Shine theory for science

 

Have you already heard about the Shine theory? Probably yes, since once you look around, it seems to be everywhere. However, if you are like me, you may have not realized what and how big of a thing it is and even more, how important it can be especially for women in science.

Shortly, the term “Shine theory” was originally coined by Aminatou Sow and Ann Friedman to describe the mutual investment of friendship and commitment to collaboration between women. The simple idea behind the Shine theory is that “If you don’t shine, I don’t shine”. In other words, helping other women shine: feel confident and secure and be the best they can, will in the long run pay you back. The essence of applying Shine theory can be described as “a practice of cultivating a spirit of genuine happiness and excitement when your friends are doing well, and being there for them when they aren’t” (quote from Shinetheory.dot.com).

This does not however mean just networking or colleting a list of acquaintances you might ask a favor later, or investing time to every single person you meet during wine and cheese in a conference. Rather, it is a more personal, long-term commitment to helping and supporting your peers, true friendship or companionship.

I see many benefits to women in science to practice the Shine theory. Firstly, as in the senior level female scientist are far fewer than men, women need to support each other instead of competing with each other. Collaboration will get you so much further than competition. Secondly, letting your peers in the lab or fellow speakers in a seminar or a conference shine, by reinforcing their views or ideas, and helping them to speak out, will eventually lead to a positive cycle for yourself as well.

One of the main goals of our WILS network is to empower female scientists, and thus making use of the idea of Shine Theory will lead to exactly that. So help out your fellow (women) scientists. Rely on their expertise and knowledge, invite them as speakers to seminars, suggest them as grant and article reviewers. Help them to become better scientists not only by giving (much needed and appreciated!) critique of their work, but also by complimenting when they have good ideas and results. You will shine as well!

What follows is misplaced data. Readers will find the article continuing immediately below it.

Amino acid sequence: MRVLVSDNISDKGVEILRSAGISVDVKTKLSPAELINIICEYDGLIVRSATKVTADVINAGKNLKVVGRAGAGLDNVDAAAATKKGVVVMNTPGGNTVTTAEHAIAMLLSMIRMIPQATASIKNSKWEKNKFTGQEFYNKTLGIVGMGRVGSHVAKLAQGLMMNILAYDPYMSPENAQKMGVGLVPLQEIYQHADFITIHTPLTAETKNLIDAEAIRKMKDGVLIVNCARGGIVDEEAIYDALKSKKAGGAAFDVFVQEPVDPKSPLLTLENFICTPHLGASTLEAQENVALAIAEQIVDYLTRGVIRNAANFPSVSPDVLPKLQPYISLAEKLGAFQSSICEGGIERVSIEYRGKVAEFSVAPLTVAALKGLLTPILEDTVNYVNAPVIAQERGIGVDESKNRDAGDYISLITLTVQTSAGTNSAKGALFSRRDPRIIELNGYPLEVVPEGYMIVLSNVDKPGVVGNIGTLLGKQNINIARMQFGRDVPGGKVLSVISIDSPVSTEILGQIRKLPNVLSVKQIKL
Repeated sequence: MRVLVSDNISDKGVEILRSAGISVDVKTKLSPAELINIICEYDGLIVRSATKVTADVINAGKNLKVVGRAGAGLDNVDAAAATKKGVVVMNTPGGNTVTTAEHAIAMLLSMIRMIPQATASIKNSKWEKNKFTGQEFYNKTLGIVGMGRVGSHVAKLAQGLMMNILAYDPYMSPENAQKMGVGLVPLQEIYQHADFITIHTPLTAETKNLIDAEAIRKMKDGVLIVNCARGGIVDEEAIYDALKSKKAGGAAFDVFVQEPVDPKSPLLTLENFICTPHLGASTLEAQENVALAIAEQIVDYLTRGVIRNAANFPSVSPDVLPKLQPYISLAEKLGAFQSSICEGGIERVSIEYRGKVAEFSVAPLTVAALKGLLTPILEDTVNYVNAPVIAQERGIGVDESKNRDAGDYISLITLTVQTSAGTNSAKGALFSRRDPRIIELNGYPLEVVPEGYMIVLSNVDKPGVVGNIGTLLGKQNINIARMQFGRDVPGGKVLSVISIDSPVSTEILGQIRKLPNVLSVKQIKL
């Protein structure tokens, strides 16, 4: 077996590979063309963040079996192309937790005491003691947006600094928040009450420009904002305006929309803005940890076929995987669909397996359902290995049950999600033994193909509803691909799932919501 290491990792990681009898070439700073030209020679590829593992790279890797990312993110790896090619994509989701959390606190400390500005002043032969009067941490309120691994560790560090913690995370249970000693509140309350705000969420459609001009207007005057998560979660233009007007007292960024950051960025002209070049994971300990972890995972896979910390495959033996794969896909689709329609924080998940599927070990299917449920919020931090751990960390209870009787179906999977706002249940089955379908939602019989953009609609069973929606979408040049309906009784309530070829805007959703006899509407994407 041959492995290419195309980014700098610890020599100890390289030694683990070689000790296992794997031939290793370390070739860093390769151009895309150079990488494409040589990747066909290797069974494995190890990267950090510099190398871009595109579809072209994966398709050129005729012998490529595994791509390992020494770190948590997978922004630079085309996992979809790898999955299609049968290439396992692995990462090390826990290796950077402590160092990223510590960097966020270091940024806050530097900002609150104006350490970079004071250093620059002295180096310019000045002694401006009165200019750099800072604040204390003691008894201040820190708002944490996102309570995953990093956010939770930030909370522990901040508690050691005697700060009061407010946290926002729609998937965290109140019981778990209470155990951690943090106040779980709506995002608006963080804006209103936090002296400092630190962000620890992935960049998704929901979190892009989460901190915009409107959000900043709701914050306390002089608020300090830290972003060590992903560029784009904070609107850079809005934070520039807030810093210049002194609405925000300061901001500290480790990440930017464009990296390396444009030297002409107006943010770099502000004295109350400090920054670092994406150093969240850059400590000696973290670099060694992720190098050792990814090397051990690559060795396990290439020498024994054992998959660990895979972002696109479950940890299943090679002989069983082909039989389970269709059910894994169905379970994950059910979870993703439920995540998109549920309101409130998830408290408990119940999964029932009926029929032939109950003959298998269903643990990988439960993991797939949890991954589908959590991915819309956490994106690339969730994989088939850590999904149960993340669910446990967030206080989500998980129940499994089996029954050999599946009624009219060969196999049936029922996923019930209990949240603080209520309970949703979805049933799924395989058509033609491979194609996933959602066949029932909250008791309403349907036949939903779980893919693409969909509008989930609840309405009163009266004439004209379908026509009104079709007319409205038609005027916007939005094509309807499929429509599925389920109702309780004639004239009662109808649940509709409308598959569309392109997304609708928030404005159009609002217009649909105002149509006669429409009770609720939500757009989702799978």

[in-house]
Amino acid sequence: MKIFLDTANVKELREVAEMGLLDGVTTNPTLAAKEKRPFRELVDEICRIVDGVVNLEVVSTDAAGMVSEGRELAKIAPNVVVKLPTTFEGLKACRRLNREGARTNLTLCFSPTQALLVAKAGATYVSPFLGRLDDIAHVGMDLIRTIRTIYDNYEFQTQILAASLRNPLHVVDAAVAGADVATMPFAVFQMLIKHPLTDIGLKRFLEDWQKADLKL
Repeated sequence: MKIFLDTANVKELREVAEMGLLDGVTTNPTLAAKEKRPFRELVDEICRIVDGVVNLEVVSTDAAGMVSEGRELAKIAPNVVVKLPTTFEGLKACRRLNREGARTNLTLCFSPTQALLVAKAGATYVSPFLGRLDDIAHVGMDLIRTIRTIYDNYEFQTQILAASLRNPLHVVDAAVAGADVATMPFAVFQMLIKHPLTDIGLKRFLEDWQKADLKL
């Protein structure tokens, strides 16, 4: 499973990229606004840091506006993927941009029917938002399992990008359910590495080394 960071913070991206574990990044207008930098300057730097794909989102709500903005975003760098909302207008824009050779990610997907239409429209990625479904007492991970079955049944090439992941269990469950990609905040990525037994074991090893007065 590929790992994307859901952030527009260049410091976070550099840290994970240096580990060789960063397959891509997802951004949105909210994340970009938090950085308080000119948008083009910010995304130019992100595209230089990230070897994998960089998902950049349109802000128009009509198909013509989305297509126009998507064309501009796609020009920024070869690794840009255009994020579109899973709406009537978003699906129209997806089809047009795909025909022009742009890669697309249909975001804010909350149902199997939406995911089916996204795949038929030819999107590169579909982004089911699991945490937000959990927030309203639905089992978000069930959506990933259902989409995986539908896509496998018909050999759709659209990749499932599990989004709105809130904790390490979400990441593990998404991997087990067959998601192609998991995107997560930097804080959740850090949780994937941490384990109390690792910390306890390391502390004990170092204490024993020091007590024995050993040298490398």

More to read and listen to:

https://www.shinetheory.com

https://www.annfriedman.com/shine-theory

https://www.callyourgirlfriend.com/episodes#/shine-theory-101

 

Text by Johanna Englund, Ph.D.

Women In Life Science Symposium 2019

Hi all!
We are organising our first Women In Life Science (WILS) Symposium.
Date: 28, May, Tuesday
TIme: 14-16
              Yliopistonkatu 4
00100 Helsinki
Please check the programme below and and join us at the Think Corner to learn what we do! 

 

We will serve some drinks and snacks.
Follow us in Twitter: @HelsinkiWils

WMN Lunch with Dr. Melissa Caimano

WILS organized a monthly lunch with the Monday Viikki seminar guest speaker, Dr. Melissa Caimano. It was a great opportunity for women students and postdocs to meet with her and discuss interesting topics, including Lyme disease, as well as the current opportunities for women scientists. We had a great time and went over designated time.

from left counterclockwise: Sergei Belanov, Maryna Koskela, Polina Stepanova, Anamaria Balic, Satu-Marja Myllymaki, Melissa Caimano. Photographer: Susana Garcia.

 

 

– Anamaria Balic, Ph.D.

Seminar notification-‘Astrocytes as primary players in disease and physiology’ and Where do scientists come from’

We are very excited to announce an upcoming visit of two remarkable scientists.

Shane Liddlelow (NYU Neuroscience institute, Langone Health, USA) and 

Joshua Burda (Cedars-Sinai, Los Angeles, USA).

They will star two events: 1) seminar day on ‘Astrocytes as primary players in disease and physiology’ and 2) a career development day aimed for students and postdocs: ‘Where do scientists come from’